Good People, Cool Things
Good People, Cool Things

Episode 131 · 4 months ago

131 Music Rights, Copyright Claims, and YouTube with Audrey Marshall


Imagine you're making a video to share with the world. You've found the PERFECT song for it, one that'll get everyone's toes tapping and praising your musical knowledge. Only there's one problem: you didn't get the proper rights to use the song, and now your video has been taken down.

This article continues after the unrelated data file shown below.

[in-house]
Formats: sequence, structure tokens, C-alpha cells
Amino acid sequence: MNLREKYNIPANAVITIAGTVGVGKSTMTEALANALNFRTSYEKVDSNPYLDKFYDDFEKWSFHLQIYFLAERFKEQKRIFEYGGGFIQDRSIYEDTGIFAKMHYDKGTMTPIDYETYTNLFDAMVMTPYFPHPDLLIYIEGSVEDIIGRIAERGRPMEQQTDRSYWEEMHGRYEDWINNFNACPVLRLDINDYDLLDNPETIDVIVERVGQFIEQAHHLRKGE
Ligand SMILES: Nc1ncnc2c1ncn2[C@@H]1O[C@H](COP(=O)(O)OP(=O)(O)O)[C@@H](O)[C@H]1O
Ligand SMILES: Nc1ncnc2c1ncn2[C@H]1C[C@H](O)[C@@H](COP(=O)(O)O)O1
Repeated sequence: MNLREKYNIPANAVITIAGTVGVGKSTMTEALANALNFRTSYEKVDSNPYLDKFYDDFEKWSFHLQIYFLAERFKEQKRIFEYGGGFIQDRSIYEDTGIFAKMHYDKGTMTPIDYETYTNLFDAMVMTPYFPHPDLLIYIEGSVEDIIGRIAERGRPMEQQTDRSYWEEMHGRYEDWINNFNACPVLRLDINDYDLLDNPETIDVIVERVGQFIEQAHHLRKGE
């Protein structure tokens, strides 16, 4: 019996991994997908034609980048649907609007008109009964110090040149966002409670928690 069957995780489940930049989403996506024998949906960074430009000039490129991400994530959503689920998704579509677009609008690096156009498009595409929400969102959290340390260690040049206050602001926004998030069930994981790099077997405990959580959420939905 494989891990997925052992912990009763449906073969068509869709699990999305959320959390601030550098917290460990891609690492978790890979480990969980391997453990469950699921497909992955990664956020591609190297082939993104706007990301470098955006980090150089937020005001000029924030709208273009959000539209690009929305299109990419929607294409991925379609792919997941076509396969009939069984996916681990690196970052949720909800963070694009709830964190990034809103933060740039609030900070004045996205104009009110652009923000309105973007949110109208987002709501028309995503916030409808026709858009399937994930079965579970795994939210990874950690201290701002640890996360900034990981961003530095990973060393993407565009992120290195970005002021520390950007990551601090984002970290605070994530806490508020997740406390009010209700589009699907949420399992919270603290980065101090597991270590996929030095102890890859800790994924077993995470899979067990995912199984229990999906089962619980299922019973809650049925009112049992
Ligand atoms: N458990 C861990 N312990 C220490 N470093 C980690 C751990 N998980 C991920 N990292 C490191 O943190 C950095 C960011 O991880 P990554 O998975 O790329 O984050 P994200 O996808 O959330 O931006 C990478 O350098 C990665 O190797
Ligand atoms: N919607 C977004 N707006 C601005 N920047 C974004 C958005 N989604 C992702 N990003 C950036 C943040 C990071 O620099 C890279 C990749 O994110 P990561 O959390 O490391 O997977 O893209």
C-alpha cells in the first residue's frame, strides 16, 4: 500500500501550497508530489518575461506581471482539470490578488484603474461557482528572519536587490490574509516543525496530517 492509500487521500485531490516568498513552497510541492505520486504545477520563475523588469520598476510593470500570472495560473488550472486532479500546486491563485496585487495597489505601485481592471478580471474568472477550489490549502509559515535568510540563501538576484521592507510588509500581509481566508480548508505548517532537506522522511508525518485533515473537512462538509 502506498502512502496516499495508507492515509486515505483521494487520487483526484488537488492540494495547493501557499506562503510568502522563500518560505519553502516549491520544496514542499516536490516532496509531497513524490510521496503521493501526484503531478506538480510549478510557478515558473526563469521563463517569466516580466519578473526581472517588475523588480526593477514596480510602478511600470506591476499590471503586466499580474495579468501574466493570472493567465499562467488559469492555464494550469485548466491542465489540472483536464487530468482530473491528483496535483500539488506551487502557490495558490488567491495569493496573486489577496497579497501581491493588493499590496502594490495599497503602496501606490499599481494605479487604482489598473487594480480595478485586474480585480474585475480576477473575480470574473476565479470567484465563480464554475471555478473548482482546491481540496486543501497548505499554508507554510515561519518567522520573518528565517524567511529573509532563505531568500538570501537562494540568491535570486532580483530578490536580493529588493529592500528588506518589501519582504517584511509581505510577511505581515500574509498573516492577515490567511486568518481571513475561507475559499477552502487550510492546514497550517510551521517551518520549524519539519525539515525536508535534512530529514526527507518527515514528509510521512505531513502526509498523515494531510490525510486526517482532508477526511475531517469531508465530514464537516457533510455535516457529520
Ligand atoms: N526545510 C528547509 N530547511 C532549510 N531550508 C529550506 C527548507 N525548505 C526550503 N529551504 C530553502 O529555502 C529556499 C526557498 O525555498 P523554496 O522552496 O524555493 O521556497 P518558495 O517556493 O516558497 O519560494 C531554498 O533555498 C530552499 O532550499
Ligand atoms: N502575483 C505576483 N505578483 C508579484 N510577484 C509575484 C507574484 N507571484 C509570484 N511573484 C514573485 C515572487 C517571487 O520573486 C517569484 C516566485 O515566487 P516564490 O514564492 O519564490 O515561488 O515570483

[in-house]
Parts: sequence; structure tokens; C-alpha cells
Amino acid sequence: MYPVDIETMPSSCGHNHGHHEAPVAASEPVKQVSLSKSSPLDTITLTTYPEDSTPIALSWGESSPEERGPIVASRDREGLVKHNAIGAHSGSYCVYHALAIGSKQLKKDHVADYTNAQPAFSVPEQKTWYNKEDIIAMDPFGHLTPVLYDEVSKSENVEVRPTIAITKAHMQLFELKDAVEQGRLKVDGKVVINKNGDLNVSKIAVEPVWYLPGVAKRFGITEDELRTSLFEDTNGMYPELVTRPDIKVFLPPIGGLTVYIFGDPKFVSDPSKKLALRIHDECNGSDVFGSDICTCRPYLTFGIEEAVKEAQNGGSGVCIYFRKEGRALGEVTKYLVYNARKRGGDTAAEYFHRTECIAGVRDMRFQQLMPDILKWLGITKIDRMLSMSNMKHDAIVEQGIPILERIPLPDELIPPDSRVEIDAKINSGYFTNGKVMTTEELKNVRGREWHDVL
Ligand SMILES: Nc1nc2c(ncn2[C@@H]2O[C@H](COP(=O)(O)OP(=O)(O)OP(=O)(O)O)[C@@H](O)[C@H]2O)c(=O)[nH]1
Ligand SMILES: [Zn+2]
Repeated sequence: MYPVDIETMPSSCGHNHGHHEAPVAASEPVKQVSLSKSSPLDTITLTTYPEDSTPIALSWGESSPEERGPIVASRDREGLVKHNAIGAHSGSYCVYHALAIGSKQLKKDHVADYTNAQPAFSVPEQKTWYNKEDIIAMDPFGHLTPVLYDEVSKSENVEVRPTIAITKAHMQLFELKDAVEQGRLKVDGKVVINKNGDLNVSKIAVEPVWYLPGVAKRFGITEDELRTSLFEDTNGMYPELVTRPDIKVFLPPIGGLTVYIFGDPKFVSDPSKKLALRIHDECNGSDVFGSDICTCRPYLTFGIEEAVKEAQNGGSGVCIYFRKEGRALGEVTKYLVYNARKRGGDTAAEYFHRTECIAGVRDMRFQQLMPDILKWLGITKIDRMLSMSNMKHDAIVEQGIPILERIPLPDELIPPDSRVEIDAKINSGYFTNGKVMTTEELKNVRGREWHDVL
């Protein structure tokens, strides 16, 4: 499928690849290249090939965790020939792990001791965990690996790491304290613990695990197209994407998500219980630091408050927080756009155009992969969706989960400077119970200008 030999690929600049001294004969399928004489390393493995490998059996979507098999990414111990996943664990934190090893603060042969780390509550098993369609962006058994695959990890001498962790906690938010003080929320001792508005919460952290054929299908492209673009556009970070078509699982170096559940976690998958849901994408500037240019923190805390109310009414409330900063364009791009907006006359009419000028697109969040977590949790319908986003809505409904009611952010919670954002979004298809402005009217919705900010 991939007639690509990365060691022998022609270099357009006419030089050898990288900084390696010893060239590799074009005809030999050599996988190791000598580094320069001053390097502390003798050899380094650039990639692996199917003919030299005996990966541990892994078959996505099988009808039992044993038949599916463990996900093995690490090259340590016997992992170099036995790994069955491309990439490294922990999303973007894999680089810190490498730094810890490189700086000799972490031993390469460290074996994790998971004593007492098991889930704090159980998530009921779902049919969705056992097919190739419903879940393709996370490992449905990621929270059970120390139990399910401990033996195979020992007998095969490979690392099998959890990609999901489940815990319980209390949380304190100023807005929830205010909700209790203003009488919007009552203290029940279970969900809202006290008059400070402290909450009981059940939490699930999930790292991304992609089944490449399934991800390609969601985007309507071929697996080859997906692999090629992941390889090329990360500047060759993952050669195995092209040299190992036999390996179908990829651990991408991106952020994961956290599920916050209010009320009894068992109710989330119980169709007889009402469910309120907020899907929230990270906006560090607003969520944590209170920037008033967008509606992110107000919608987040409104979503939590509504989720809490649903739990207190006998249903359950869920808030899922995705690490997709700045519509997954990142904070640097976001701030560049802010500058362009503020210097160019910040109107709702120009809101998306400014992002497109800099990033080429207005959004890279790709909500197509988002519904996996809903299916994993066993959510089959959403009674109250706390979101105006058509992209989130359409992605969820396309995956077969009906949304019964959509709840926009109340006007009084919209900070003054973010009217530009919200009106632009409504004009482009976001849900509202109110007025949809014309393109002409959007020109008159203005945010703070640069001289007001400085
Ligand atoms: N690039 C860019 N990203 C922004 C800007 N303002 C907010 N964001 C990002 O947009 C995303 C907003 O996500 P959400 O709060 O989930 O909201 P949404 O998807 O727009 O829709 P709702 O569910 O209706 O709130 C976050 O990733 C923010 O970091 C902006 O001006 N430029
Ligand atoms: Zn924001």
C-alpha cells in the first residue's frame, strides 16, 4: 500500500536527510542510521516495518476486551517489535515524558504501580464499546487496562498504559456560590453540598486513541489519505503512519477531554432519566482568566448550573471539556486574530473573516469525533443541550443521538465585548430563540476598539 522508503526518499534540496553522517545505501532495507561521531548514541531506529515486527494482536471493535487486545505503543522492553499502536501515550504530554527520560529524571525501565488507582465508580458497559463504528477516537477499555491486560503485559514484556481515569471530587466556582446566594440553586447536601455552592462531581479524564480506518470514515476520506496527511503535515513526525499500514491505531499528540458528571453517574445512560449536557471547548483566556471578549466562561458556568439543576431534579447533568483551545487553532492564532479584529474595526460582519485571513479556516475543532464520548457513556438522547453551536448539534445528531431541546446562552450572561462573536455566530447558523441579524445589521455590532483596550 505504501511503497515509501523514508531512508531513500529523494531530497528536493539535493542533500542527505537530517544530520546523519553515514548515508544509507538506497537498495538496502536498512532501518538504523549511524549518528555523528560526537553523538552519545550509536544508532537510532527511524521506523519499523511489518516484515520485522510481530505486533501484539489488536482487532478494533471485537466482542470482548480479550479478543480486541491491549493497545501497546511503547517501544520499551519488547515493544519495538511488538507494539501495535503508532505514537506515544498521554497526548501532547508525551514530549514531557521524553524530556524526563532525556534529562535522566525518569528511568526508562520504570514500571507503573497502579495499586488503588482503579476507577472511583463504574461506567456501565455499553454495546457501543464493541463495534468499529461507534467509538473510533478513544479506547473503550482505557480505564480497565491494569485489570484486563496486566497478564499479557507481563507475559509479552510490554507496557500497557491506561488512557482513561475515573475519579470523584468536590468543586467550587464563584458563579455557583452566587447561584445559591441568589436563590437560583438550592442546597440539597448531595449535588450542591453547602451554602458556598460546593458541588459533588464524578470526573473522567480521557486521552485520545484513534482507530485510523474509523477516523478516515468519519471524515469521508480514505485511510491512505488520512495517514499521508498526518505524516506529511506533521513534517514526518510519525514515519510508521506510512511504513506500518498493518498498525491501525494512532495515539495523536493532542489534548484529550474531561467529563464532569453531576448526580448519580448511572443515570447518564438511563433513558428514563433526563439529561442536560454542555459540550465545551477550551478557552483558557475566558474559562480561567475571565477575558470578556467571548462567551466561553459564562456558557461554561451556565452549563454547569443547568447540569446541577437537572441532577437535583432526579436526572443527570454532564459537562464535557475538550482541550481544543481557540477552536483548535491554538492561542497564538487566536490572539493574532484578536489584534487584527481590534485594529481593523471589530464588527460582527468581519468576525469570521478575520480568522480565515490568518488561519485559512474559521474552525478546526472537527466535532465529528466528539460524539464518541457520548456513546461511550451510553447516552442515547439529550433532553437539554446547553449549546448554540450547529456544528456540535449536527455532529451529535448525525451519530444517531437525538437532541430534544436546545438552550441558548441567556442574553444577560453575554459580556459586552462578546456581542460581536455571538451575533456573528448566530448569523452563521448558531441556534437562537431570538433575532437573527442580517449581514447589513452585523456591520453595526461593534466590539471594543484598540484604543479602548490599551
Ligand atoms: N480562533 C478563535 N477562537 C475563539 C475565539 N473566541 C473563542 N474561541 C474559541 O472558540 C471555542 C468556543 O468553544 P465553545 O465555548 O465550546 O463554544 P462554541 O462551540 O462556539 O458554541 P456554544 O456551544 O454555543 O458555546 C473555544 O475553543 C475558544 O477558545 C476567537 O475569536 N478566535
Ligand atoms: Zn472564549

Thematic co-founder Audrey Marshall started her company to help creators and artists alike navigate this tricky world of music rights. And she's dropping all kinds of wisdom for you to maximize your creative endeavors, whether you're on the creator or musician side.